“Bob always was fiercely loyal to the AFL Commission,” Whicker said of the South Australian renowned for his integrity.

“I would not say Bob was there to do any favours for South Australia – and nor should he have done so. The commission should be an independent board, not a house of State representatives. Bob certainly lived up to the theme of independent thinking.”

Basheer would prefer an AFL Commission that replicates the Senate in federal politics, with representatives from all States and territories.

New Adelaide Football Club chairman John Olsen just wants a South Australian to counter what he describes as a Victorian-centric agenda and bias at AFL House.

Former AFL chief executive Wayne Jackson, the other South Australian to sit on the AFL Commission before he took the chief executive chair in 1996, says: “If you want a South Australian on the AFL Commission, find one and work assiduously to have them elected.”

This opportunity might exist today.

Sydney and West Coast premiership ruckman Jason Ball – the only former AFL player on the commission – and former Foxtel and News Corp chief executive Kim Williams called an end to their long tenure on the commission in March.

The search for new commissioners falls to a nominations committee that includes Koch – and other club leaders Dale Alcock (Fremantle), Mark LoGuidice (Carlton), South Australian-born Andrew Pridham (Sydney) and Andrew Wellington (Brisbane) – along with current commissioners Simone Wilkie and chairman Richard Goyder.

All 18 AFL club presidents vote for new commissioners. The lead candidate today is former Western Bulldogs president Peter Gordon with a strong lobby group that is said to include former Collingwood president Eddie McGuire.

McGuire would avoid this forum himself, particularly when commissioners are expected to stay silent leaving all public comment to the chairman and AFL chief executive.

So who from South Australia would suit for the 10-person AFL Commission today?


Former Port Adelaide CEO Keith Thomas.

Adelaide 36ers owner Grant Kelly is destined to take Thomas out of the frame for the AFL Commission by hiring the Norwood (SANFL) premiership hero as chief executive of his national basketball team.

The well-paying job with the Sixers will have more appeal than a volunteer role at the AFL, even as a commissioner.

Thomas, 59, has the ideal resume to be the third South Australian appointed to the AFL Commission with a perfect blend of football and business experience. He played in both the SANFL (304 matches with Norwood) and the VFL-AFL (28 games with Fitzroy in 1987-1988). He has worked off-field in both leagues serving Norwood’s board of directors and as chief executive at Port Adelaide from 2011 (during the club’s darkest hours) until his retirement at the end of last season. He has business acumen from managing radio networks and in the start up of the new Adelaide Oval before joining Port Adelaide.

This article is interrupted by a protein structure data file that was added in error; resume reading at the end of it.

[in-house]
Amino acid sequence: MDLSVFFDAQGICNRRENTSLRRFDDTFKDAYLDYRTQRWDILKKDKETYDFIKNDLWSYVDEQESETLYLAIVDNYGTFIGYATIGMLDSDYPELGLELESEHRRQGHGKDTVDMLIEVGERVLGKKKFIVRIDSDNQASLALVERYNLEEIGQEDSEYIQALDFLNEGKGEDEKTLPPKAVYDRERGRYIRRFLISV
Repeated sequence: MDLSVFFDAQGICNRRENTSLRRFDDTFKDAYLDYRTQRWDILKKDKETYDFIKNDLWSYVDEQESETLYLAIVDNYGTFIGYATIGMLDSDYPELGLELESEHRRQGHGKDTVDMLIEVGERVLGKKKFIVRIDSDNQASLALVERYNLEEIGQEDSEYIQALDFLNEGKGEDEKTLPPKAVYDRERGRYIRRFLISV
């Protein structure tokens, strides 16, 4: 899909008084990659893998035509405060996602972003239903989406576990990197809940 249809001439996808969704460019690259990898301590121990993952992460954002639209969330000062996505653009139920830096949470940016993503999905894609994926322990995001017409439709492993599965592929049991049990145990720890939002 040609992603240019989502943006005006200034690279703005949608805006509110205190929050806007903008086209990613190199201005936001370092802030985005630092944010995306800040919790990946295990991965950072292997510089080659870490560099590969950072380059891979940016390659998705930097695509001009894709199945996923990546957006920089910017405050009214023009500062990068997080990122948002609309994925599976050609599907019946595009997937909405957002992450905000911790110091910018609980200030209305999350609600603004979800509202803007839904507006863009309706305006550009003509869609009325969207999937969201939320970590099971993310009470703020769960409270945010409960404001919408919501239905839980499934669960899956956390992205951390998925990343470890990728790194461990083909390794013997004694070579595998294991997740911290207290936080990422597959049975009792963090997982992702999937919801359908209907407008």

Thomas’s experiences in taking Port Adelaide along the demanding road to China also make him ideal for a commission that recently has appeared to load up its table with “special agendas” – such as social causes – and might need to return a stronger focus to football issues.

Kelly will certainly deny South Australian football the perfect new voice needed at the AFL Commission – and not just for South Australian interests.


Brian Cunningham (second from left) with Greg Phillips, Tim Ginever and Warren Tredrea.

He has been here before, in the early 2000s when the AFL was seeking a new football chief to replace Andrew Demetriou while he stepped up to the role of AFL chief executive. The AFL did err – by its political games designed to lessen South Australian input at headquarters – in not taking Cunningham away from Port Adelaide where he had been chief executive from its SANFL desk in 1992 and was a key player in its successful push for an AFL licence.

Cunningham, like Thomas, has the perfect resume with a long record in football and a strong reputation in business since leaving Port Adelaide after its 2004 AFL premiership triumph to set up a successful consultancy agency.

Cunningham, 68, played 256 SANFL league matches with Port Adelaide from 1971-1983; and he served on the SA Football Commission from 2006 until tiring of the petty politics in SA football five years later.

Cunningham’s calm and sage approach and strong understanding of core football issues would ideally suit an AFL Commission needing a stronger focus on the need of the AFL clubs and the grassroots during the rebuild through the COVID pandemic.